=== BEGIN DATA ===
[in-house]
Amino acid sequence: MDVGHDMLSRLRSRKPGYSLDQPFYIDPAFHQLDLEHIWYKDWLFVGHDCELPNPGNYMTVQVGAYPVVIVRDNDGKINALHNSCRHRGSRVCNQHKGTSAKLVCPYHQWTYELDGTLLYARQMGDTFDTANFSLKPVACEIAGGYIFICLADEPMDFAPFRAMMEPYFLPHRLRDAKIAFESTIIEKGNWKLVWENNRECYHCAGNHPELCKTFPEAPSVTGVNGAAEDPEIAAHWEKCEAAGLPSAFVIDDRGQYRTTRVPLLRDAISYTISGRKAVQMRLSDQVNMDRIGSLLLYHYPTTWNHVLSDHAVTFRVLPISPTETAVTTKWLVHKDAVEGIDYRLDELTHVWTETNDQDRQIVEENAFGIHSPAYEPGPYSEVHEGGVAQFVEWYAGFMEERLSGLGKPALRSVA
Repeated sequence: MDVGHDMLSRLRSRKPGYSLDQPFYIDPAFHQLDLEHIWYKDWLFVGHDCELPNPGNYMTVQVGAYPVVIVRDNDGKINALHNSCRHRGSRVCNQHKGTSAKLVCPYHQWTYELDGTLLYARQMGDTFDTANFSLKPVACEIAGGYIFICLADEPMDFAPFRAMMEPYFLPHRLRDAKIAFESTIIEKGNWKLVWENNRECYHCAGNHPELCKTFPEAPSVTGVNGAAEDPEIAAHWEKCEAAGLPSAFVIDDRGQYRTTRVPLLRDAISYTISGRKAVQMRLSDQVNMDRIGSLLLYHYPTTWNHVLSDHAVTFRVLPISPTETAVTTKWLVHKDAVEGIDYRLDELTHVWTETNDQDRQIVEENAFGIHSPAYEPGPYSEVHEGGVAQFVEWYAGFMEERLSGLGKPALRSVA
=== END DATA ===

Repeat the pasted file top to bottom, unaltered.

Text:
[in-house]
Amino acid sequence: MDVGHDMLSRLRSRKPGYSLDQPFYIDPAFHQLDLEHIWYKDWLFVGHDCELPNPGNYMTVQVGAYPVVIVRDNDGKINALHNSCRHRGSRVCNQHKGTSAKLVCPYHQWTYELDGTLLYARQMGDTFDTANFSLKPVACEIAGGYIFICLADEPMDFAPFRAMMEPYFLPHRLRDAKIAFESTIIEKGNWKLVWENNRECYHCAGNHPELCKTFPEAPSVTGVNGAAEDPEIAAHWEKCEAAGLPSAFVIDDRGQYRTTRVPLLRDAISYTISGRKAVQMRLSDQVNMDRIGSLLLYHYPTTWNHVLSDHAVTFRVLPISPTETAVTTKWLVHKDAVEGIDYRLDELTHVWTETNDQDRQIVEENAFGIHSPAYEPGPYSEVHEGGVAQFVEWYAGFMEERLSGLGKPALRSVA
Repeated sequence: MDVGHDMLSRLRSRKPGYSLDQPFYIDPAFHQLDLEHIWYKDWLFVGHDCELPNPGNYMTVQVGAYPVVIVRDNDGKINALHNSCRHRGSRVCNQHKGTSAKLVCPYHQWTYELDGTLLYARQMGDTFDTANFSLKPVACEIAGGYIFICLADEPMDFAPFRAMMEPYFLPHRLRDAKIAFESTIIEKGNWKLVWENNRECYHCAGNHPELCKTFPEAPSVTGVNGAAEDPEIAAHWEKCEAAGLPSAFVIDDRGQYRTTRVPLLRDAISYTISGRKAVQMRLSDQVNMDRIGSLLLYHYPTTWNHVLSDHAVTFRVLPISPTETAVTTKWLVHKDAVEGIDYRLDELTHVWTETNDQDRQIVEENAFGIHSPAYEPGPYSEVHEGGVAQFVEWYAGFMEERLSGLGKPALRSVA